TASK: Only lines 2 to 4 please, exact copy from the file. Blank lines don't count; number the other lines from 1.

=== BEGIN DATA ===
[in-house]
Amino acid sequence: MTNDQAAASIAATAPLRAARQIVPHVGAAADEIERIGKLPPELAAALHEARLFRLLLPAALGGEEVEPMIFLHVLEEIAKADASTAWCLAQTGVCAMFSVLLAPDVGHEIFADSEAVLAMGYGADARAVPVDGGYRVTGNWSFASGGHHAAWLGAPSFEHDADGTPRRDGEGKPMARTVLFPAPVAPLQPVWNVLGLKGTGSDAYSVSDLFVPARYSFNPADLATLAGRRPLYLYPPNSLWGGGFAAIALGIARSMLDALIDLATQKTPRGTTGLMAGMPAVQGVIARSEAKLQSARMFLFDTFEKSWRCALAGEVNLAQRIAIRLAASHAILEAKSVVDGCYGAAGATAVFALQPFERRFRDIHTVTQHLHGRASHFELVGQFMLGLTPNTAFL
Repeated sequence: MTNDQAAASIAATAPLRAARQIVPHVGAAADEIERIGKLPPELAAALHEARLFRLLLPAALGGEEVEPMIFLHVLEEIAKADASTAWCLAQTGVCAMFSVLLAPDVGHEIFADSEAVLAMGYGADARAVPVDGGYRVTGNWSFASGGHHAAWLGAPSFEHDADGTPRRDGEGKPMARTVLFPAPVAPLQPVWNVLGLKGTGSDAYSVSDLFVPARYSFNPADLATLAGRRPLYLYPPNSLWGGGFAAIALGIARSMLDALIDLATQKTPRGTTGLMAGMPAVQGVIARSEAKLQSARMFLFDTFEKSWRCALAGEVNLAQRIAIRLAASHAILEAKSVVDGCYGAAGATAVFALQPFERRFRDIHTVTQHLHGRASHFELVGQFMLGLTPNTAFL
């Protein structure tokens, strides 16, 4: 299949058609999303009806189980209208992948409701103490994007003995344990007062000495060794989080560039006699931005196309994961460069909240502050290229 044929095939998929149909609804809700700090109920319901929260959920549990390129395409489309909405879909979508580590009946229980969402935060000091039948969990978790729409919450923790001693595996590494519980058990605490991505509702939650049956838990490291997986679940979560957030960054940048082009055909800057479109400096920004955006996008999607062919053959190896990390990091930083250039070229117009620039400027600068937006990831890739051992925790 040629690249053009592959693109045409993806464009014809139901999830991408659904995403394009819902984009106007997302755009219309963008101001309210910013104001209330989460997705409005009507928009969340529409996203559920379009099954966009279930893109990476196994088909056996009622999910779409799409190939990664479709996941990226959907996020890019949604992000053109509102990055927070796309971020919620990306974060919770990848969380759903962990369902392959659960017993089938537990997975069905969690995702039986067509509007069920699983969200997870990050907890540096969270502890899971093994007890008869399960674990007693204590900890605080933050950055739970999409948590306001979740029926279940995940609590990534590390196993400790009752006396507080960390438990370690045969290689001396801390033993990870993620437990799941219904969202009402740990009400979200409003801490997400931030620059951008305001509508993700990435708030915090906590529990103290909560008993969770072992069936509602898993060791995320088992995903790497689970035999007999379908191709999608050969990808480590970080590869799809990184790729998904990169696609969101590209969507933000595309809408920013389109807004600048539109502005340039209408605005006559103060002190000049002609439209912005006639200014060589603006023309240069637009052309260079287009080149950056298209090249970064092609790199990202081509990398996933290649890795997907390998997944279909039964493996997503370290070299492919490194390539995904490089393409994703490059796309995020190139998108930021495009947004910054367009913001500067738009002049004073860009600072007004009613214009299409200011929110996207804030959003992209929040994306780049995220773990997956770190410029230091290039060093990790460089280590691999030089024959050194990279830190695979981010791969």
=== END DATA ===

Amino acid sequence: MTNDQAAASIAATAPLRAARQIVPHVGAAADEIERIGKLPPELAAALHEARLFRLLLPAALGGEEVEPMIFLHVLEEIAKADASTAWCLAQTGVCAMFSVLLAPDVGHEIFADSEAVLAMGYGADARAVPVDGGYRVTGNWSFASGGHHAAWLGAPSFEHDADGTPRRDGEGKPMARTVLFPAPVAPLQPVWNVLGLKGTGSDAYSVSDLFVPARYSFNPADLATLAGRRPLYLYPPNSLWGGGFAAIALGIARSMLDALIDLATQKTPRGTTGLMAGMPAVQGVIARSEAKLQSARMFLFDTFEKSWRCALAGEVNLAQRIAIRLAASHAILEAKSVVDGCYGAAGATAVFALQPFERRFRDIHTVTQHLHGRASHFELVGQFMLGLTPNTAFL
Repeated sequence: MTNDQAAASIAATAPLRAARQIVPHVGAAADEIERIGKLPPELAAALHEARLFRLLLPAALGGEEVEPMIFLHVLEEIAKADASTAWCLAQTGVCAMFSVLLAPDVGHEIFADSEAVLAMGYGADARAVPVDGGYRVTGNWSFASGGHHAAWLGAPSFEHDADGTPRRDGEGKPMARTVLFPAPVAPLQPVWNVLGLKGTGSDAYSVSDLFVPARYSFNPADLATLAGRRPLYLYPPNSLWGGGFAAIALGIARSMLDALIDLATQKTPRGTTGLMAGMPAVQGVIARSEAKLQSARMFLFDTFEKSWRCALAGEVNLAQRIAIRLAASHAILEAKSVVDGCYGAAGATAVFALQPFERRFRDIHTVTQHLHGRASHFELVGQFMLGLTPNTAFL
């Protein structure tokens, strides 16, 4: 299949058609999303009806189980209208992948409701103490994007003995344990007062000495060794989080560039006699931005196309994961460069909240502050290229 044929095939998929149909609804809700700090109920319901929260959920549990390129395409489309909405879909979508580590009946229980969402935060000091039948969990978790729409919450923790001693595996590494519980058990605490991505509702939650049956838990490291997986679940979560957030960054940048082009055909800057479109400096920004955006996008999607062919053959190896990390990091930083250039070229117009620039400027600068937006990831890739051992925790 040629690249053009592959693109045409993806464009014809139901999830991408659904995403394009819902984009106007997302755009219309963008101001309210910013104001209330989460997705409005009507928009969340529409996203559920379009099954966009279930893109990476196994088909056996009622999910779409799409190939990664479709996941990226959907996020890019949604992000053109509102990055927070796309971020919620990306974060919770990848969380759903962990369902392959659960017993089938537990997975069905969690995702039986067509509007069920699983969200997870990050907890540096969270502890899971093994007890008869399960674990007693204590900890605080933050950055739970999409948590306001979740029926279940995940609590990534590390196993400790009752006396507080960390438990370690045969290689001396801390033993990870993620437990799941219904969202009402740990009400979200409003801490997400931030620059951008305001509508993700990435708030915090906590529990103290909560008993969770072992069936509602898993060791995320088992995903790497689970035999007999379908191709999608050969990808480590970080590869799809990184790729998904990169696609969101590209969507933000595309809408920013389109807004600048539109502005340039209408605005006559103060002190000049002609439209912005006639200014060589603006023309240069637009052309260079287009080149950056298209090249970064092609790199990202081509990398996933290649890795997907390998997944279909039964493996997503370290070299492919490194390539995904490089393409994703490059796309995020190139998108930021495009947004910054367009913001500067738009002049004073860009600072007004009613214009299409200011929110996207804030959003992209929040994306780049995220773990997956770190410029230091290039060093990790460089280590691999030089024959050194990279830190695979981010791969």